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Every true whole house fan I have seen are a LOT larger than 24". They are at least 36" or more, have a large motor and a belt drive, and as you noted are designed to be mounted in an attic floor/2 nd floor ceiling. Anything that sits in a window is NOT going to pull air thru the entire house...at least not in any meaningful way. Now, I have seen these large fans mounted vertically in a sidewall/gable. You also see them mounted this way in factory/industrial settings where they function as exhaust fans.

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Are we talking romance or cfm? :-)
Nick
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My experience over the last 45 years has been quite different. In at least four different residences (two of which were two story, 4 BR houses), I have used a window-mount exhaust fan about 20-24" inches in diameter. If tightly installed, they move a lot of air, and make even warm and humid midwest nights relatively tolerable for sleeping. In my current dry/cool night climate, I run one for about 1/2 hour on summer nights, which is enough to drop the temperature of the house quite substantially.
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I grew up with one of these mounted in the upstairs window. It would actually help you up the stairs when running.
The only issue I can think of is all of the dust and garbage in the attic is going to be ejected by the fan. You will be pulling air from every where the fan can. Low pressure air is not exactly going to go where you want. If you were to open a window on the far side of the house the fan may pull more air through the attic than up from the living area. This is why the fans are usually mounted in the ceiling just above the living area. That way they pull only from the living area and push the cooler air into the attic cooling it. I have a 20 inch round industrial type fan $40 bucks from Costco with a remote control and a 9 incher as well. It is hung below the crawl space opening in the garage. I turn it on about a hour after dark and woke up to a home that was 67 degrees. It was 88 yesterday. Cooled to 62 last night. Best you going to do is outside plus 5-10 degrees. Not bad considering the cost. Hope it works out for you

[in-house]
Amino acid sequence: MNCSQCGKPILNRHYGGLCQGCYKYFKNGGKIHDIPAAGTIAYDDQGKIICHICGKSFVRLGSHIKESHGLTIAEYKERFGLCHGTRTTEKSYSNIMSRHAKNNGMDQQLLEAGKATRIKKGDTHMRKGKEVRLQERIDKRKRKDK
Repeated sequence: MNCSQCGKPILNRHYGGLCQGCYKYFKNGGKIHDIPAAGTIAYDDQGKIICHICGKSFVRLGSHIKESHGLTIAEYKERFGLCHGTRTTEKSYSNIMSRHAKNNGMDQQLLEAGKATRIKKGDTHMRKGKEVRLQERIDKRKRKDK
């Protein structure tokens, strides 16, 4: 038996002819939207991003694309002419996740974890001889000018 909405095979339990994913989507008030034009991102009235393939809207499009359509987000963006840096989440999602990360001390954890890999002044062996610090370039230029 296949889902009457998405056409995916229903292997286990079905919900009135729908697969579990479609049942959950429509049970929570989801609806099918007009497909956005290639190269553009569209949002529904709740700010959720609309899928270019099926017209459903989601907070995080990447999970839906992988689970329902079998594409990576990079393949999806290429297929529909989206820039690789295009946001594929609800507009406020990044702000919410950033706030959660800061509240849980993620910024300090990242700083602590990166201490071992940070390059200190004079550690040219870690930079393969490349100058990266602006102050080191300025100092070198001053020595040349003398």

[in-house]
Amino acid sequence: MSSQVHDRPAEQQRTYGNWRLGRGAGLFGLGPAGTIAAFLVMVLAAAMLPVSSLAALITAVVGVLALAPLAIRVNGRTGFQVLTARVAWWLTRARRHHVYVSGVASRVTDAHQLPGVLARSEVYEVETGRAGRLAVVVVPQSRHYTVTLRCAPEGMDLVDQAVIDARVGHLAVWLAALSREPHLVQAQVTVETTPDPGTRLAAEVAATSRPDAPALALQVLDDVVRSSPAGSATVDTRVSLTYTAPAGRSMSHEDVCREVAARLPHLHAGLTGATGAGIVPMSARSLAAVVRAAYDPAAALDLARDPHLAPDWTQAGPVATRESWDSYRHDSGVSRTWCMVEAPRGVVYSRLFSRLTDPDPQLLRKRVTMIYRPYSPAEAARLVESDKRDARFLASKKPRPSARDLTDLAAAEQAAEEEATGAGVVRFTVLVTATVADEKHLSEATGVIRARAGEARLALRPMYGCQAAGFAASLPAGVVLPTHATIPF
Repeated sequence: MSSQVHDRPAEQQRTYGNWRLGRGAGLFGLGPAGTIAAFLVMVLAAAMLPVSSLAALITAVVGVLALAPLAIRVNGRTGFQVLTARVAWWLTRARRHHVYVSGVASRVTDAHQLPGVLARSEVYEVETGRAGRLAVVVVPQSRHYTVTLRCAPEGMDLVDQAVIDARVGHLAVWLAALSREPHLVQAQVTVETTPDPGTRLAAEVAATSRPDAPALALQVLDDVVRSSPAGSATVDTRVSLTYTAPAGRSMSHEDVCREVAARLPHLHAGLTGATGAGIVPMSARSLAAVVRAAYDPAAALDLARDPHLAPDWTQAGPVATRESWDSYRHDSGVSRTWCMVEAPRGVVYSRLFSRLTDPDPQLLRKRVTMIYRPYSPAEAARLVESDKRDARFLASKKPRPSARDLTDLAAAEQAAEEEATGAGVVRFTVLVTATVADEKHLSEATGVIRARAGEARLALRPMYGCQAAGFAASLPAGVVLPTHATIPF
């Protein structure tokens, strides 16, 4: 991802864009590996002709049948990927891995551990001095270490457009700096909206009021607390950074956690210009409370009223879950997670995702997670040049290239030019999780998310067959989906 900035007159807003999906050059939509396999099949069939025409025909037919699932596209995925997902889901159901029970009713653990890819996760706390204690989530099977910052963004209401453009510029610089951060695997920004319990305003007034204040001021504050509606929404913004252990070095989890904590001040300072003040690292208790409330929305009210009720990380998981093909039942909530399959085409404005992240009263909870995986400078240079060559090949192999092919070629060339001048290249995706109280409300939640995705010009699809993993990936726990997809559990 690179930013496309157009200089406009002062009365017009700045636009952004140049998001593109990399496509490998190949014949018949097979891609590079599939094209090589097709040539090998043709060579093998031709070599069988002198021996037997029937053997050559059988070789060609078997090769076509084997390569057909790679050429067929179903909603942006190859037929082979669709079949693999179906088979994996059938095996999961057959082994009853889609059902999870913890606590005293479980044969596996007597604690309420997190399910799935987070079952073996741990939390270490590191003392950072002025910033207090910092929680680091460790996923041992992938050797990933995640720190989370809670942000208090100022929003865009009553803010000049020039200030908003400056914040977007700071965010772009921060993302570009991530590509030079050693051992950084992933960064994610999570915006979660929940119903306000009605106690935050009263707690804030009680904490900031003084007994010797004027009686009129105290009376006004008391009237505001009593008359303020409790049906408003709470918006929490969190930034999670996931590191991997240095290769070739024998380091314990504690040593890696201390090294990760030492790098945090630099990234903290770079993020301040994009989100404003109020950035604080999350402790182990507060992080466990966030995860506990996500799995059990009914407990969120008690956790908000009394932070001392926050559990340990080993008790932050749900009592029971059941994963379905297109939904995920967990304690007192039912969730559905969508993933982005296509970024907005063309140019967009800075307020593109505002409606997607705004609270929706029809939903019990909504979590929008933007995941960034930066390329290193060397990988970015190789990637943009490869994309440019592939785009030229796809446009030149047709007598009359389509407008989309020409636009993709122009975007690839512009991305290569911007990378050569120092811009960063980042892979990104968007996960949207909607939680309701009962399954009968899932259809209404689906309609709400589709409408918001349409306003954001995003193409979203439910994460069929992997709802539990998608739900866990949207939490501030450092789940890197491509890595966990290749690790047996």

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Well, I have one mounted at a 45-degree angle, and its fine . . . But I would go with the others who have recommended getting a fan designed to be mounted in a window. The whole-house fans are industrial looking and noisy, and they have no safety guards. You would have to build some sort of enclosure for it, and then take it down in winter perhaps. It would be better to get something made for your application.
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I thank you all for your suggestions. I have a friend who has a large, belt-driven fan in one of his attic windows and it works superbly. But it is a 30" fan and is only possible because it is an old house with very large windows that can accommodate 30" in the lower sash. My house can't do that. I am inclined not to be interested in fans that don't have shutters, which would eliminate the Air Kings. I simply don't want to have to close the window whenever a heavy rain storm is imminent. I will mull over your ideas now, and thanks again for all of them.! Frank
On 12 Apr 2004 12:45:58 -0700, heathcliff snipped-for-privacy@hotmail.com (Heathcliff Bambino) wrote: